This report began by stating that the goal was to enlighten readers as to the complex and difficult nature of worker's compensation stress claims. The first thing that must be recognized is that mental disability cases are not like physical disability cases. They are decidedly different because they involve purely subjective factors which cannot be objectively measured. Nevertheless, the temptation has always been to squeeze such cases into a system of law that was designed to respond to physical disability cases. As a result, there has been confusion, constant legal change, and much political dispute.
For policy makers, it is fundamentally important that they begin any deliberations on this issue by recognizing the unique and ephemeral nature of mental stress. Whatever choice they make, they must keep in mind the inescapable limitations on medicine and the ability to make findings of fact in an area as purely subjective as mental distress. The notion that our systems of medicine and law are capable of objectively determining true factual causation for mental disabilities is a fallacy. It cannot be done. All we can do is try to come close, and in so doing, there is a choice between greater compensability and lesser compensability.
If policy makers choose to compensate every instance of workplace contribution, they must realize that this will result in benefit awards in virtually every case. Except in those rare instances of actual fraud or malingering, there will inevitably be at least some workplace causation in every case where benefits are awarded, and so the desire to have linkage between the workplace and the disability will have been achieved, but at the price of compensating an extremely large and ever-increasing number of claims.
On the other hand, if policy makers are unwilling to grant benefits as readily in the case of mental stress, they must consciously choose values for limiting such claims. If they establish such limits as requiring traumatic or unusual events, or excluding instances of normal personnel decisions, or limiting recovery to instances where it is more likely that an average person would be disabled, they will certainly achieve a much greater mathematical probability that work played an important part in the shaping of the mental disability. They will also come closer to meeting the "reasonable person" standard utilized in other areas of the law.
However, if policy makers choose to impose such values, they must realize that some claimants actually injured by the workplace will be left uncompensated. The reality is that some predisposed individuals with preexisting mental complaints will in truth have been severely disabled by the most inconsequential or benign of workplace events, yet limitations imposed on when compensation will be allowed will leave such individuals without an effective remedy in the worker's compensation system. The choice is a difficult one: make employers universal insurers of mental health (with an open invitation to the unscrupulous to commit fraud), or leave some people injured by the workplace without a worker's compensation remedy. It is not for this author to suggest that either policy choice is preferable to the other, but instead merely to suggest that the choice is complex.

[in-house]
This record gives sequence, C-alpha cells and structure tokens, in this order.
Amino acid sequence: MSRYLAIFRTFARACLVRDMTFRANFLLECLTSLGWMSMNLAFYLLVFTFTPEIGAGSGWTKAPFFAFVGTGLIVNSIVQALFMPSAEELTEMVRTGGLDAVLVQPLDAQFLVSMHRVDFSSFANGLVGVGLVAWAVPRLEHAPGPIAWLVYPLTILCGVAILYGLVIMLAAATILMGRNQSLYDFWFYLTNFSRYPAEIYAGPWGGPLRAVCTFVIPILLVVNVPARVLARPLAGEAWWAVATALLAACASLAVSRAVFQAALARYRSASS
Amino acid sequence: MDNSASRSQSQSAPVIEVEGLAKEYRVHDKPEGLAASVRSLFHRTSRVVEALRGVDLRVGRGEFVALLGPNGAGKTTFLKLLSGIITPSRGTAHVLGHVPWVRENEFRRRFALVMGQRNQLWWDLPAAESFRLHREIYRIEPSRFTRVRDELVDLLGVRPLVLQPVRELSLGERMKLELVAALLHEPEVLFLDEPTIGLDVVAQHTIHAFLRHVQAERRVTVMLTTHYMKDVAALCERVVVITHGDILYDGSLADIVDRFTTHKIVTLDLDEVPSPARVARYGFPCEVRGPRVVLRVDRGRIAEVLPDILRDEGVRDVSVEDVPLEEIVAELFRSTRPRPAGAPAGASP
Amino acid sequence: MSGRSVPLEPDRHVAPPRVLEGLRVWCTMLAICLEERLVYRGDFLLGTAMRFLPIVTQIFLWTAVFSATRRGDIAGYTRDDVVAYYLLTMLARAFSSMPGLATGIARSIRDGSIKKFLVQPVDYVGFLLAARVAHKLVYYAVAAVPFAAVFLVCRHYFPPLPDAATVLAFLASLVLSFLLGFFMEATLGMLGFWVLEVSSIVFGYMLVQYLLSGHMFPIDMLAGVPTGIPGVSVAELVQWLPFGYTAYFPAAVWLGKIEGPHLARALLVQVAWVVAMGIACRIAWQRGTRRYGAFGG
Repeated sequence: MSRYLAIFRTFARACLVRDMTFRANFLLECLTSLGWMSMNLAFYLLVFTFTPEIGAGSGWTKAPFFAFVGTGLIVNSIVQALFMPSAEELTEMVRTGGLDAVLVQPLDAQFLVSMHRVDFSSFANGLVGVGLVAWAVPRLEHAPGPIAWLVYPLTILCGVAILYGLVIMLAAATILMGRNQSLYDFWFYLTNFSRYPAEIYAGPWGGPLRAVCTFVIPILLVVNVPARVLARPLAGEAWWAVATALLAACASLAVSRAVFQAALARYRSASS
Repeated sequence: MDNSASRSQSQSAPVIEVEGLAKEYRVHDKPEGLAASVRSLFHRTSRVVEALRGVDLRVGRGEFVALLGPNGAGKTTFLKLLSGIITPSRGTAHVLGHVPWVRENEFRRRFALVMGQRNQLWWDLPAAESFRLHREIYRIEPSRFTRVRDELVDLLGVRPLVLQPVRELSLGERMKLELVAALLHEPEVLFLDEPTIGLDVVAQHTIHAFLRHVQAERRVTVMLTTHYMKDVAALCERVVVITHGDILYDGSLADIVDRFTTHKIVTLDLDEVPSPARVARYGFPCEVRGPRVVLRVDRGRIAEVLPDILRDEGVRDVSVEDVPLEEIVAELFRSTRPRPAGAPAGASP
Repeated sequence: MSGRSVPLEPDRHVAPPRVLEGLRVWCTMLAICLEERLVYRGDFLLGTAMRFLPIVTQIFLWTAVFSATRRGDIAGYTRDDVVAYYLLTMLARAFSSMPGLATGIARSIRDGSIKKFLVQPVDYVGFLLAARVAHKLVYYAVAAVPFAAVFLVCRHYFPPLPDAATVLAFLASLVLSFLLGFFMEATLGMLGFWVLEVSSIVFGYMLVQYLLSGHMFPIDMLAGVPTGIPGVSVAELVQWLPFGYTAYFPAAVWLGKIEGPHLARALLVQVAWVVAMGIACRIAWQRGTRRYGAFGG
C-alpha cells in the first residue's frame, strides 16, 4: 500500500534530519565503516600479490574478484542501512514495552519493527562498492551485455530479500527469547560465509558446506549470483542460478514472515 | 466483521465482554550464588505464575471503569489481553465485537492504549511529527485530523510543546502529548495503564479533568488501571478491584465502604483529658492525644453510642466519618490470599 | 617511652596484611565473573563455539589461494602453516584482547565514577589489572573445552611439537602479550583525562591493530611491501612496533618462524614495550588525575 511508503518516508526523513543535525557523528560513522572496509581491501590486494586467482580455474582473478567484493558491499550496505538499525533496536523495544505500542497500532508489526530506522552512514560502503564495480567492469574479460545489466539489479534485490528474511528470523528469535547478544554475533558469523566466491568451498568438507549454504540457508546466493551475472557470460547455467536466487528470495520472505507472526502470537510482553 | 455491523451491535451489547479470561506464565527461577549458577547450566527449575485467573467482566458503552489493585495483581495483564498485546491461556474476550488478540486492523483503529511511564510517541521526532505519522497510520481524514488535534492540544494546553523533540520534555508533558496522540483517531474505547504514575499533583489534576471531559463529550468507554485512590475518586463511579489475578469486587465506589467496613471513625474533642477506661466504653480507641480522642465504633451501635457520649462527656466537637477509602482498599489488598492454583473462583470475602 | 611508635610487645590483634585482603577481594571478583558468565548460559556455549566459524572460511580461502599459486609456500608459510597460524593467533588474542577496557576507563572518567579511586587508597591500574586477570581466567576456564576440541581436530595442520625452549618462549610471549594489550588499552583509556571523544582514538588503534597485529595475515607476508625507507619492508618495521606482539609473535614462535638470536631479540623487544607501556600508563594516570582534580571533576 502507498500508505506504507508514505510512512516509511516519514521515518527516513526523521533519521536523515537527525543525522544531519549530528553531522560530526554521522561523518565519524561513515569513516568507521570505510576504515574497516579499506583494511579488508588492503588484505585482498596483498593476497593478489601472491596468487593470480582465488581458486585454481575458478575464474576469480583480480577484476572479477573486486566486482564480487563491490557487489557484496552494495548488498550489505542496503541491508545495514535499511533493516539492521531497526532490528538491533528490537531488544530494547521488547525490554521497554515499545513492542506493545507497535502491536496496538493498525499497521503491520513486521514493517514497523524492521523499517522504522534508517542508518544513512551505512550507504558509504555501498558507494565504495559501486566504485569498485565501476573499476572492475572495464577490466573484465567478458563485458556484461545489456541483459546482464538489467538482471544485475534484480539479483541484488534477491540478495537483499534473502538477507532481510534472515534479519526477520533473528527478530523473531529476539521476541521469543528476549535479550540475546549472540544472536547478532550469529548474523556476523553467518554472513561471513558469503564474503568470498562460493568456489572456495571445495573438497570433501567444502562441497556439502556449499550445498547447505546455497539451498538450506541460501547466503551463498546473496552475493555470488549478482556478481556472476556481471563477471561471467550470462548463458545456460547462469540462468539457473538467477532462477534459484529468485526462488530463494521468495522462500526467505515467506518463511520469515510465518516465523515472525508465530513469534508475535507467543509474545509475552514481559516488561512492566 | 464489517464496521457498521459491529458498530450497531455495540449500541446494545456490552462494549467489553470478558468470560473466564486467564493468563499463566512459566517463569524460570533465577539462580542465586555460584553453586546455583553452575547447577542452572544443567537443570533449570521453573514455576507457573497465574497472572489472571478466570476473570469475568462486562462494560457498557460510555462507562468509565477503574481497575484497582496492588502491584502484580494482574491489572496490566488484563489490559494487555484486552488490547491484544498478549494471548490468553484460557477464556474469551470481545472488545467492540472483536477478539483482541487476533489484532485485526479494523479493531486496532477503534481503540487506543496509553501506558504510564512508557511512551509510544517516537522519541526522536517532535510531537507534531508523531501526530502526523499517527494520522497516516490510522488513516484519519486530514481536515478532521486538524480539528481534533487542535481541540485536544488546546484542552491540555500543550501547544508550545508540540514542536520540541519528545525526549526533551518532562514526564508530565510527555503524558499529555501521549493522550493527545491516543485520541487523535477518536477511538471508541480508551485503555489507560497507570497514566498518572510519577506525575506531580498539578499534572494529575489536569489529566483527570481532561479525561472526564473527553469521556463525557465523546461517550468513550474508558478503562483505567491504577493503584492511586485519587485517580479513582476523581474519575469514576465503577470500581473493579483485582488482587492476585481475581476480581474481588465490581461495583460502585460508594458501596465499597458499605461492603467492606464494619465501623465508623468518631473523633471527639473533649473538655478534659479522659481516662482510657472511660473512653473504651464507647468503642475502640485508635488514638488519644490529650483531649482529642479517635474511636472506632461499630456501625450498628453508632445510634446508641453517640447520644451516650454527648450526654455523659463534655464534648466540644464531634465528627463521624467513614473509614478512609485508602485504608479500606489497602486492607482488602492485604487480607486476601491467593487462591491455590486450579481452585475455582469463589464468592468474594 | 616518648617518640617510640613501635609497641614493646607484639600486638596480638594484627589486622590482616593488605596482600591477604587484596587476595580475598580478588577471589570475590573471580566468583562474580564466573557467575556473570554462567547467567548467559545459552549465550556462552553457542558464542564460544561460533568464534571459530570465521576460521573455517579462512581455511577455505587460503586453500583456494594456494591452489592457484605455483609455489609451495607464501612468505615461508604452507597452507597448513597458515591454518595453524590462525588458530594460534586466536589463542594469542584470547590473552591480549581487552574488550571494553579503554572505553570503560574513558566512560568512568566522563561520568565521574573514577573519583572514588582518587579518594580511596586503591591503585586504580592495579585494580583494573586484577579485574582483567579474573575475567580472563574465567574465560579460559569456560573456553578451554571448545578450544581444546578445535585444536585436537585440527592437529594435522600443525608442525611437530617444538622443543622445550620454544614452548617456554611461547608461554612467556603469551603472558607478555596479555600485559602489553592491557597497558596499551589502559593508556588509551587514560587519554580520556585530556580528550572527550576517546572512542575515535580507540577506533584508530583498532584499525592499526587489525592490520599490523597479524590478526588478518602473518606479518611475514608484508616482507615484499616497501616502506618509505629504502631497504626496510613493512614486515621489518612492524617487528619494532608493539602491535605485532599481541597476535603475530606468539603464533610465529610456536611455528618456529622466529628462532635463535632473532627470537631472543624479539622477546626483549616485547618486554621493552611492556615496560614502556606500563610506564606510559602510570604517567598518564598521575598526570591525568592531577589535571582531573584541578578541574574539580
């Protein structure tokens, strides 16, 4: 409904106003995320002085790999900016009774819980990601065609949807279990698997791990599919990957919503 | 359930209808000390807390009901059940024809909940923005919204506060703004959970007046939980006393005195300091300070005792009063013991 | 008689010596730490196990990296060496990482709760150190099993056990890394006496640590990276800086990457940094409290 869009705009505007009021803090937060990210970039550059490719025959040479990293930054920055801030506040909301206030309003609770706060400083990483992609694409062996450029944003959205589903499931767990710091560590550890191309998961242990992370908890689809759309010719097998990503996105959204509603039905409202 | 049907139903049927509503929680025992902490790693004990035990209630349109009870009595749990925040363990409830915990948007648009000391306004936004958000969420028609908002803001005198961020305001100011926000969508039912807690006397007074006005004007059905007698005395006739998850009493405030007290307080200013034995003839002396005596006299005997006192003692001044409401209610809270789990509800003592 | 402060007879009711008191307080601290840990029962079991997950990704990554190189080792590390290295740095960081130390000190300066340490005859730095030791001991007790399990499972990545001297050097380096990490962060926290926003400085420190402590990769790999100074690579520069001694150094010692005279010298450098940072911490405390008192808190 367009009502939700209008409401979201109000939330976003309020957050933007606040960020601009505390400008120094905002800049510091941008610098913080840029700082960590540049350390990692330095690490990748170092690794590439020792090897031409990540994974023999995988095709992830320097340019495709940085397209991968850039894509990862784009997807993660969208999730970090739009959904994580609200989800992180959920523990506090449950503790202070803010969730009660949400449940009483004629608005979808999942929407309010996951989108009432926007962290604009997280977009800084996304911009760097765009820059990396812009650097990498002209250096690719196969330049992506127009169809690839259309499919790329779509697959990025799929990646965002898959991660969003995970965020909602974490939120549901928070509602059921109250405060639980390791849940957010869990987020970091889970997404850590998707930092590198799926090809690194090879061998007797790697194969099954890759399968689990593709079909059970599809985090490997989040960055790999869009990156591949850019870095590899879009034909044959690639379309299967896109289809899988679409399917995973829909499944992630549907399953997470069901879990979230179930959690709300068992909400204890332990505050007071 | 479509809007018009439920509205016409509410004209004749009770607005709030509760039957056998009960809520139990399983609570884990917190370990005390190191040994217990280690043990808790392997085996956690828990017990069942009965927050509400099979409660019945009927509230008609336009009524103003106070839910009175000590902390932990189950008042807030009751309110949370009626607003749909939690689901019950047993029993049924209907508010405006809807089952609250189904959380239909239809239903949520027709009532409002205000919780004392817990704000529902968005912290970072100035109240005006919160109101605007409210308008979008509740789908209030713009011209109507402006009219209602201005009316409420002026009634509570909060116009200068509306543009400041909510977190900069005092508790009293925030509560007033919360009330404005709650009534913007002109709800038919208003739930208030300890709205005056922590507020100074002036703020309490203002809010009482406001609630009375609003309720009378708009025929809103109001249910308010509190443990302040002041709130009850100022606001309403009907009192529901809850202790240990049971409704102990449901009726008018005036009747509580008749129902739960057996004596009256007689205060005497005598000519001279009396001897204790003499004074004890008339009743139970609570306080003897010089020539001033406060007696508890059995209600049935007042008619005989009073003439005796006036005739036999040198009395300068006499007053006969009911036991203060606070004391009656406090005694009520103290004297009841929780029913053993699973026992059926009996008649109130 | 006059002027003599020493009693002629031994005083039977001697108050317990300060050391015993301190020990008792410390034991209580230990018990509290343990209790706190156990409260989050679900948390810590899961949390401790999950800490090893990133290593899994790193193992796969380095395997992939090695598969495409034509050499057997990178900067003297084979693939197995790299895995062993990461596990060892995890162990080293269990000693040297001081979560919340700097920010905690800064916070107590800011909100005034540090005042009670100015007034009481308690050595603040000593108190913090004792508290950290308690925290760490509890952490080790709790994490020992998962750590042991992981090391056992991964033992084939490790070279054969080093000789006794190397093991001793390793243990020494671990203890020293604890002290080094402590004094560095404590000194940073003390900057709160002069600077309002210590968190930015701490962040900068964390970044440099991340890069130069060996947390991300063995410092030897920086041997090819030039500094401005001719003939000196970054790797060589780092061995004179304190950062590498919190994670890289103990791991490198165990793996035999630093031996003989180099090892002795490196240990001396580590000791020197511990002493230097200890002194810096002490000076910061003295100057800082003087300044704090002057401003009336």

Policy makers should also address the question of duration. Again, medical science today suggests that for the great majority of individuals, the impact of any one event or pattern of stress will not be long lasting. Most individuals achieve a new homeostatic balance. Consequently, if most mentally distressed individuals still have disabling complaints six months after work, the diagnosis of work-relationship should usually be reassessed, since it has become much more likely that work-attribution has merely become an after-the-fact rationalization (often stimulated by the litigation process), and that other factors are the true culprits for the continuing disability. But as we have stated, the medical science of psychiatry is not a quantitative one, and theories may change as it matures. It is certainly accepted that in occasional cases, the direct consequences of traumatic events can have long-lasting maladjustment effects. If one establishes an artificial cutoff to the period of compensability, those individuals suffering this rarer condition may be left without an effective remedy. Here too, the policy choice is a difficult one.
Policy makers must keep uppermost in their minds the fact that mental distress is not objectively real. It is only subjective, and therefore can only be measured by others (including psychiatrists and judges) by observing behavior. When behavior departs from the norm established by "average," "normal" or "reasonable" individuals, we define that behavior as constituting a mental illness, and that mental illness may manifest itself in an inability to function in the workplace, thereby forming the basis of a mental disability. When, how, and for how long such unique disabilities should be compensated within the confines of the worker's compensation system remains one of the most acute and difficult legal policy questions of our time.